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Gown of Shadow and Flame Paperback – December 7, 2012
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"An absorbing, lush, and emotional fantasy tale with an exciting, tense finish." - Kirkus Reviews
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I really enjoyed gaing more insight into the Feasters, and Celaise was a very sympathetic character. After reading this I have a whole new perspective on the bogeymen of the Lands of Loam. Likewise, I was very pleased to see the growth in character by both Celaise and Jerani. The only reason I didn't give this five stars is that I felt the pacing was somewhat uneven. But it's worth it! If you have enjoyed Hiresha and Tethiel, you will certainly enjoy this.
Marling has opened up a new land, of volcanic goddess-worshipping tribes and parasitic monsters.
Celaise is a Feaster, someone who feeds off of fear. She has been tasked by the Lord of the Feast to learn how to stop the Headless (the parasitic monsters) before she may feast on human fear again. Unfortunately, they're incredibly stupid and her illusions simply don't scare them. There's also the minor problem of a Bright Palm combing the grasslands, and destroying Feasters is one of their main reasons to exist. Soooo - starving, stuck in her mission, and evading certain death.
Jerani is a young warrior with a lot of problems, and somehow being chosen by a handmaiden of the Angry Mother hasn't helped as much as he had hoped. The rest of the tribe still speaks down to him, rock-backs are coming closer each night, and his little brother is determined to prove himself a man. Add to that the appearance of a man who looks like Jerani's father, but couldn't possibly be; the man is a Bright Palm, glowing with magic and ignoring the needs of his own family in search of a Feaster no one really believes is there.
Although he isn't actually a main character, Gio (Jerani's father) is a major catalyst. The reason he left, his reappearance, and the consequences of his actions really bring so much of the story about. I loved the drama focused around him; his relationship with Jerani and how it affected Jerani's relationship with Celaise. And oh, Celaise... I loved reading a Feaster's thoughts about herself and her kind. Loved it. She makes no bones about the fact that they frighten people to death, and while she may not come across as a hero, she doesn't come out as a villain, either. I loved the descriptions of her illusions; the depths of her dress and the worlds she can create within it. (I do think there's a lot of Quantum involved there.) Her devotion to the animals was sweet and unexpected, and I can't help hoping there are deleted scenes somewhere with more of her sentimental side.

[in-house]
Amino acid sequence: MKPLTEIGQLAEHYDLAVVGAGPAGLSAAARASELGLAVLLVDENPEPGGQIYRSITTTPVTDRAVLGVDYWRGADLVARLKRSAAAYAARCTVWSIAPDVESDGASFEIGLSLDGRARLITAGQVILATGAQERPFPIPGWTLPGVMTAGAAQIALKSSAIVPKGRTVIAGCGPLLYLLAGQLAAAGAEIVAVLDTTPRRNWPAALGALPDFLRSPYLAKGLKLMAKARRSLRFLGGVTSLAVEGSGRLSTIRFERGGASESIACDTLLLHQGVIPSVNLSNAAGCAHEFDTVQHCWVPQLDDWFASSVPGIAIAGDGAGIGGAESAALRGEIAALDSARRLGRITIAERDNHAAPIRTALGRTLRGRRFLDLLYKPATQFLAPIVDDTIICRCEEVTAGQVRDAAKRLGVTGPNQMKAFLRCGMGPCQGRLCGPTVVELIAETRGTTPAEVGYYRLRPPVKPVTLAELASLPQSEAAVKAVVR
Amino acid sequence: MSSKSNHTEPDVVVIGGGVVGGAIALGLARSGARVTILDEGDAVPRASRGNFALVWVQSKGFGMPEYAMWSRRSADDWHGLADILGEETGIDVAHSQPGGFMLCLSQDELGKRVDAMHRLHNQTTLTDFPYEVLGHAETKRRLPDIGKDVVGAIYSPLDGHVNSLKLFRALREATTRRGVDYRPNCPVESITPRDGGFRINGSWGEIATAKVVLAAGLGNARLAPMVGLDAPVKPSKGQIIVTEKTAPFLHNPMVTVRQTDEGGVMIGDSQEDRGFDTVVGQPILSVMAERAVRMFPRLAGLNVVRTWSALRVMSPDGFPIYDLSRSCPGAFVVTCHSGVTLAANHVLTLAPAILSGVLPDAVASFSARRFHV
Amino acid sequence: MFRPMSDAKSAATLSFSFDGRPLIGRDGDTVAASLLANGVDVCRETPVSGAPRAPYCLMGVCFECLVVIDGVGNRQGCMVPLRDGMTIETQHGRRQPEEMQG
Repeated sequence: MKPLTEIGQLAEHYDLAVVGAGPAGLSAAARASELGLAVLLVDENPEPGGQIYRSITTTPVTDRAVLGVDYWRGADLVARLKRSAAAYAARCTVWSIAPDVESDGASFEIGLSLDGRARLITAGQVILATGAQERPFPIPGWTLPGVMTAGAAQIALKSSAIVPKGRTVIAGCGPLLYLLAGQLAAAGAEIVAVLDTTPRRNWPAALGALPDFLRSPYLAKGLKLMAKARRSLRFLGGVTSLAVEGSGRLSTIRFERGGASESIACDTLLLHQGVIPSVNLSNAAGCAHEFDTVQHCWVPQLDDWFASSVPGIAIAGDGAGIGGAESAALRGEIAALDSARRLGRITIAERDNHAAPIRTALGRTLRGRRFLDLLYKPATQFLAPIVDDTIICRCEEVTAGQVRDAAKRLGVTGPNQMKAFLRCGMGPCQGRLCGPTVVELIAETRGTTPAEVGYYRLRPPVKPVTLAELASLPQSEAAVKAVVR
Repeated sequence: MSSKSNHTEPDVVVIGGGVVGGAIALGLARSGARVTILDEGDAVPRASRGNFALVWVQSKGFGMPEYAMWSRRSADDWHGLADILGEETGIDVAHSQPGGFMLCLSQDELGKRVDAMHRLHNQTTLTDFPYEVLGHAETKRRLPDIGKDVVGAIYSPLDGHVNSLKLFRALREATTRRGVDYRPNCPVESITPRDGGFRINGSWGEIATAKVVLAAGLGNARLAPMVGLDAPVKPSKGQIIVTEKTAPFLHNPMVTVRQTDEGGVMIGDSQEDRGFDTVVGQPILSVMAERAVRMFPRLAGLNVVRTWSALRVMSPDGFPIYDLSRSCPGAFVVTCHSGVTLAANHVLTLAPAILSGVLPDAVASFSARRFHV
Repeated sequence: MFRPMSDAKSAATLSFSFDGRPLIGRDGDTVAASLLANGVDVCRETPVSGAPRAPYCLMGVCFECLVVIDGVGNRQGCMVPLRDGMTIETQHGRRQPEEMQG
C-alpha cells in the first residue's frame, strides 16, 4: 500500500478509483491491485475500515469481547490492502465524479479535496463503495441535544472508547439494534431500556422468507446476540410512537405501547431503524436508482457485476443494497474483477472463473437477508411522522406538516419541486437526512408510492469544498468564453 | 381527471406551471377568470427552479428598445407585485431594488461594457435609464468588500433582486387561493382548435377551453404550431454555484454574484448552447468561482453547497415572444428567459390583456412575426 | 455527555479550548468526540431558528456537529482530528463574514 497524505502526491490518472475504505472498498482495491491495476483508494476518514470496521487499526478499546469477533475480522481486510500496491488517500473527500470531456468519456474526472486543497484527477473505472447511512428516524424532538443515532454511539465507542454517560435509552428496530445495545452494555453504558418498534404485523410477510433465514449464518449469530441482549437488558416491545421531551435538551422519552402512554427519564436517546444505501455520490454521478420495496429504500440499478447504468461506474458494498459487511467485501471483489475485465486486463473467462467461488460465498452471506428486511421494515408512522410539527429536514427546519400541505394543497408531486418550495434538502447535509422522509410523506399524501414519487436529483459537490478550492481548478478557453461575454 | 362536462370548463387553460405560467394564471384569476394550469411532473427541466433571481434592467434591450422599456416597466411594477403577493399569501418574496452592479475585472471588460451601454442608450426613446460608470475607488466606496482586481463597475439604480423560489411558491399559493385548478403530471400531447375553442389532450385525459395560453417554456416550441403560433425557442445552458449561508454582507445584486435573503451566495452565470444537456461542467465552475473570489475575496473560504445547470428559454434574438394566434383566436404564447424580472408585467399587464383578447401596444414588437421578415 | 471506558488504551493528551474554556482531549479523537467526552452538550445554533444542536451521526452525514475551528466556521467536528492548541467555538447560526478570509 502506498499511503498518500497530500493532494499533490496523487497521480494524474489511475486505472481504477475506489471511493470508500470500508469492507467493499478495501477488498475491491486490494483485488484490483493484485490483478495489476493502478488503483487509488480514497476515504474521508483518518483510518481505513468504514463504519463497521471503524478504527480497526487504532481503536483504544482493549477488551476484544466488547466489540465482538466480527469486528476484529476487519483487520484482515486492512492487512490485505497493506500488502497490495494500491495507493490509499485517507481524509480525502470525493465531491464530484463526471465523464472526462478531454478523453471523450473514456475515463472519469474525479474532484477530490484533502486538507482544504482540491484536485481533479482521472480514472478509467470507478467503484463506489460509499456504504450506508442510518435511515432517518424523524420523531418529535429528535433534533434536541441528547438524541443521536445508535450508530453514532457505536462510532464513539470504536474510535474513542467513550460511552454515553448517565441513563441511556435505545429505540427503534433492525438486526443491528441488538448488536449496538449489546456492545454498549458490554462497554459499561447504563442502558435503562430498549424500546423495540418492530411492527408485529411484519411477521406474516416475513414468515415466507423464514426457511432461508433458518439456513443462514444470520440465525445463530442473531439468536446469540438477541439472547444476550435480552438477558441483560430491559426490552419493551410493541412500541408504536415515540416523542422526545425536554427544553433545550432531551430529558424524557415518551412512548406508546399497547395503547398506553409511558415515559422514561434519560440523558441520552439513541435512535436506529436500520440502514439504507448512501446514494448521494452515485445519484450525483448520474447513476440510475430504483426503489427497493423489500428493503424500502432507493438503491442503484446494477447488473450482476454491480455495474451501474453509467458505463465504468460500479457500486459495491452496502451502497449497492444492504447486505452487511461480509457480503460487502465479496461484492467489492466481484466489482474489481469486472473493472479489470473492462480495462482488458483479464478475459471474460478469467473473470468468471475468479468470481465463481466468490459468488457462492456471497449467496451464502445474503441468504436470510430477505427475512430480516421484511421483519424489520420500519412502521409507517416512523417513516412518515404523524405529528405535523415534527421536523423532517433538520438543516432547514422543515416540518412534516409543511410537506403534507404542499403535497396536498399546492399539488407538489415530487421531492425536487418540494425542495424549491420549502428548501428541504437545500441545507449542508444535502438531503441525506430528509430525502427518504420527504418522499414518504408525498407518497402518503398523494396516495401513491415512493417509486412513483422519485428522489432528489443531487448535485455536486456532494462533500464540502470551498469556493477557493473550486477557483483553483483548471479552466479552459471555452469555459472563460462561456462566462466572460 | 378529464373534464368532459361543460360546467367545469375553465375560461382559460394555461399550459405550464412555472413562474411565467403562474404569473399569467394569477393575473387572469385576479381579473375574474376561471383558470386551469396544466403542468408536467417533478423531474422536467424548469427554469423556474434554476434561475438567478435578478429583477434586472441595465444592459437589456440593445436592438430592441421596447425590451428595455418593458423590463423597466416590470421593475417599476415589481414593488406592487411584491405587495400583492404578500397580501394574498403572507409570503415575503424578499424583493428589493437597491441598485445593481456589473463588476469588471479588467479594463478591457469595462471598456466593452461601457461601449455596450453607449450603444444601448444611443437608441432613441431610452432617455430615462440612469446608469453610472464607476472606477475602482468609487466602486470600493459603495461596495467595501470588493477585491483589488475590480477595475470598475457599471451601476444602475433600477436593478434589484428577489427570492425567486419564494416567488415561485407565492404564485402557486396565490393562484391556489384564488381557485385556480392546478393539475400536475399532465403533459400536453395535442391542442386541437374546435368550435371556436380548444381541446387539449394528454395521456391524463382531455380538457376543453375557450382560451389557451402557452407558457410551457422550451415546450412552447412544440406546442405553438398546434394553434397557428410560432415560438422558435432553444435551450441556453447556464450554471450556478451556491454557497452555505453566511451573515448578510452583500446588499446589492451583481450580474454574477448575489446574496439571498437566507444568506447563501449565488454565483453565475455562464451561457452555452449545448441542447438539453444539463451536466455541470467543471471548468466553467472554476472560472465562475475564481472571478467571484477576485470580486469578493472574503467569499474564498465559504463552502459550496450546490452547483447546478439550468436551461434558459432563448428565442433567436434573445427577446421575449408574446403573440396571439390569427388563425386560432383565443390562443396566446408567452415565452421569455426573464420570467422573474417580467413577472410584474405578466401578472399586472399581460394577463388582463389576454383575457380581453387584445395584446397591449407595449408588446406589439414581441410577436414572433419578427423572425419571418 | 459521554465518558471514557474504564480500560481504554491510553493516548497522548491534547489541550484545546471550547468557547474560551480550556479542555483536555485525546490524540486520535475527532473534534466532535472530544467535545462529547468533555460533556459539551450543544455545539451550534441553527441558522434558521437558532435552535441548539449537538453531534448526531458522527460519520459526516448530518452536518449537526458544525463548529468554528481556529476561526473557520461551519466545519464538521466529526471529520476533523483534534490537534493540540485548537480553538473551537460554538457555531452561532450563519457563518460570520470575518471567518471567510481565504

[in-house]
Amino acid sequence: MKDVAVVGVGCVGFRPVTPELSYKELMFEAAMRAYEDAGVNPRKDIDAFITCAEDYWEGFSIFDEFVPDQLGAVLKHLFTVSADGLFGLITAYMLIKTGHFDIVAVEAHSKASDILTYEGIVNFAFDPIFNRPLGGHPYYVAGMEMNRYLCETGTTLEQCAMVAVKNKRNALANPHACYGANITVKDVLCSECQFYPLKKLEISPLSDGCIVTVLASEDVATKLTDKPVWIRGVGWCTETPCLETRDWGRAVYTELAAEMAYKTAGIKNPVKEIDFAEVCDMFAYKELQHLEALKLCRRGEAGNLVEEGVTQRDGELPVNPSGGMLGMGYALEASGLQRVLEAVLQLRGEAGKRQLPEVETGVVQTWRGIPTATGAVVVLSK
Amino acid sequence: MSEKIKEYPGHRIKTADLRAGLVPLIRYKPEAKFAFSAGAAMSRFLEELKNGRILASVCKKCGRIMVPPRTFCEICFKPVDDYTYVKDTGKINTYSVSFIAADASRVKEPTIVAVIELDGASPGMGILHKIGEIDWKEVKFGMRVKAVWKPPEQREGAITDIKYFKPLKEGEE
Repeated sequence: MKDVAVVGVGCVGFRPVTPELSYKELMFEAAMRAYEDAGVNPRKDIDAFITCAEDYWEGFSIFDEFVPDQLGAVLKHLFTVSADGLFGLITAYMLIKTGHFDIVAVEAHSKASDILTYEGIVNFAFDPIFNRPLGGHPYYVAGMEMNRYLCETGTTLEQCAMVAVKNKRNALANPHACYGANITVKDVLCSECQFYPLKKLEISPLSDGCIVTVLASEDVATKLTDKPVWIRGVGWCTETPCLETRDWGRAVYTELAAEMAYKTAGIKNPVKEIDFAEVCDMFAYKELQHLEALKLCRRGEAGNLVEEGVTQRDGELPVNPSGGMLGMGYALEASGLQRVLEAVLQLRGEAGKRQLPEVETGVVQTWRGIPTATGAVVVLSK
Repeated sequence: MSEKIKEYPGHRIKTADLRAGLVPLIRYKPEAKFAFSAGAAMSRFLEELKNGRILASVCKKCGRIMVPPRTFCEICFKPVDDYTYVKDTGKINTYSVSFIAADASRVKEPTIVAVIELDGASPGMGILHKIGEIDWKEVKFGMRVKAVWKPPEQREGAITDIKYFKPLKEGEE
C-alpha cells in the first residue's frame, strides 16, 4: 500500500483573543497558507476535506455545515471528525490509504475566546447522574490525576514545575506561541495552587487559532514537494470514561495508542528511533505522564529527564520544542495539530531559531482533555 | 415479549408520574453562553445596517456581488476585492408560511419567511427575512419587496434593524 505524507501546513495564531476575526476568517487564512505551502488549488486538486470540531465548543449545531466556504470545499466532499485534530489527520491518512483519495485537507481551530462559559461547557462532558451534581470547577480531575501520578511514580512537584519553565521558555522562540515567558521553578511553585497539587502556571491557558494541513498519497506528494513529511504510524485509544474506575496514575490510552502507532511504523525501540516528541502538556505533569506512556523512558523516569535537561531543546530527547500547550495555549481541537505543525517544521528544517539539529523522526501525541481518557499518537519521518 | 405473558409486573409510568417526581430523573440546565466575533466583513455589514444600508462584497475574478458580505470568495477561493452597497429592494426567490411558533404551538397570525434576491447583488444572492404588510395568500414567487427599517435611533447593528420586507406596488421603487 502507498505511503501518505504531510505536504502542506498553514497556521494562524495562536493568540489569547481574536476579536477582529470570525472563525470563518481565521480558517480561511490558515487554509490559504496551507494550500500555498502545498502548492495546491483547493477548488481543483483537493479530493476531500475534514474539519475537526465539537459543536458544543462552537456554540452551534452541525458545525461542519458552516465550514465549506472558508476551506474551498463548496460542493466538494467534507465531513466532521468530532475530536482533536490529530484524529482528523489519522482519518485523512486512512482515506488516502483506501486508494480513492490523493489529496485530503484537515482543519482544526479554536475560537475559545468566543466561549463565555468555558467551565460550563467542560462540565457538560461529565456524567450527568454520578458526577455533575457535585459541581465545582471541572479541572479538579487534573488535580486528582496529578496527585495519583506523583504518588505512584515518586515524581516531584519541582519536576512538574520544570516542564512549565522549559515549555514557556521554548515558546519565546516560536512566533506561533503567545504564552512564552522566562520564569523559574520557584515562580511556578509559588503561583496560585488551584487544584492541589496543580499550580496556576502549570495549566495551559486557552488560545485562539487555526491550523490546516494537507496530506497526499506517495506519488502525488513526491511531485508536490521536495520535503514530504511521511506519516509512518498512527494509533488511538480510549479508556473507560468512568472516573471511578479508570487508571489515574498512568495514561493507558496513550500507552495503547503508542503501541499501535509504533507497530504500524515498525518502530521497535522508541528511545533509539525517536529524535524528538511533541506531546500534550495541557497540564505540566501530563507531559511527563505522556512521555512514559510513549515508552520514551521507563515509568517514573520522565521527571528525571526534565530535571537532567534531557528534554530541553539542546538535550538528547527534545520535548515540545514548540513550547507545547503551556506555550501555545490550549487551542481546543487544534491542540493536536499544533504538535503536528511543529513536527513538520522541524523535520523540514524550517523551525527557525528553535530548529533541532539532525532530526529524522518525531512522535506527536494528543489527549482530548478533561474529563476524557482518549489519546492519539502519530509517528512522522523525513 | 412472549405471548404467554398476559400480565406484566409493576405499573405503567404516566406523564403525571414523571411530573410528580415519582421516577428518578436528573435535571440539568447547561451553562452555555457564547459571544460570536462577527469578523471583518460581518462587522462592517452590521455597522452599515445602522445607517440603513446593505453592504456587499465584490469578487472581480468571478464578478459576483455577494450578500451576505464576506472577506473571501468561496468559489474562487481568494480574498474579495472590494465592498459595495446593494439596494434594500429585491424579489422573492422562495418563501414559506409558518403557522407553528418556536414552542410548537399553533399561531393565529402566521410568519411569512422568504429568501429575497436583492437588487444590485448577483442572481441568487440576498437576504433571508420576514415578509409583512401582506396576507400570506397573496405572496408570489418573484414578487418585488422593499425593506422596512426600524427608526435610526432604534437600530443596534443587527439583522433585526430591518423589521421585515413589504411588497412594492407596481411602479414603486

Watching her story merge with Jerani's was a fantastic read. I was worried at one point that the book was about to be over because everything seemed to be wrapping up with a nice little bow and then BAM! Plenty of new conflict and the story continues, leaving me with a definite sense of satisfaction.
I do think there is a lot to be gained by having read at least Brood of Bones first. Celaise makes several references to enchantresses, Bright Palms, and other parts of the world which are explained in BoB and Fox's Bride.
The pacing in this novel is exquisitely orchestrated. The stakes start out high and stay that way as one obstacle after another is thrown into our heroes' path. The writing is clean and so very fresh. Marling rarely falls back on cliche phrasing, preferring novel descriptions. But the most wonderful thing about this book is the characterization. Both Celaise and Jerani act like real people. Formed by their respective cultures and histories, they struggle to find their own path in a world that has not been kind. We are not asked to wallow in their tragedy, just to try to understand them. And the reader finds that may be more difficult than expected when one considers that Celaise's Illusion magic isn't the only way to twist reality.
Despite this talk of tragedy, the novel is fairly light-hearted and an inordinate amount of fun. Marling has taken a story I've read many times before and turned it into a new and magical experience. If you liked Brood of Bones and Fox's Bride, you have no reason not to read this, even if, like me, you think you're finished with vampires.
Each book from Marling gets better and better and they all are great. I've read Brood of Bones, Foxs Bride and now Gown of Shadow and Flame. So original, totally high fantasy, and captivating.
Now I am going to start Gravitys Reveng.
If you want a fun ride of strange characters in strange places, Marlings books are a blast!
They are also written well and properly formatted!!!! :)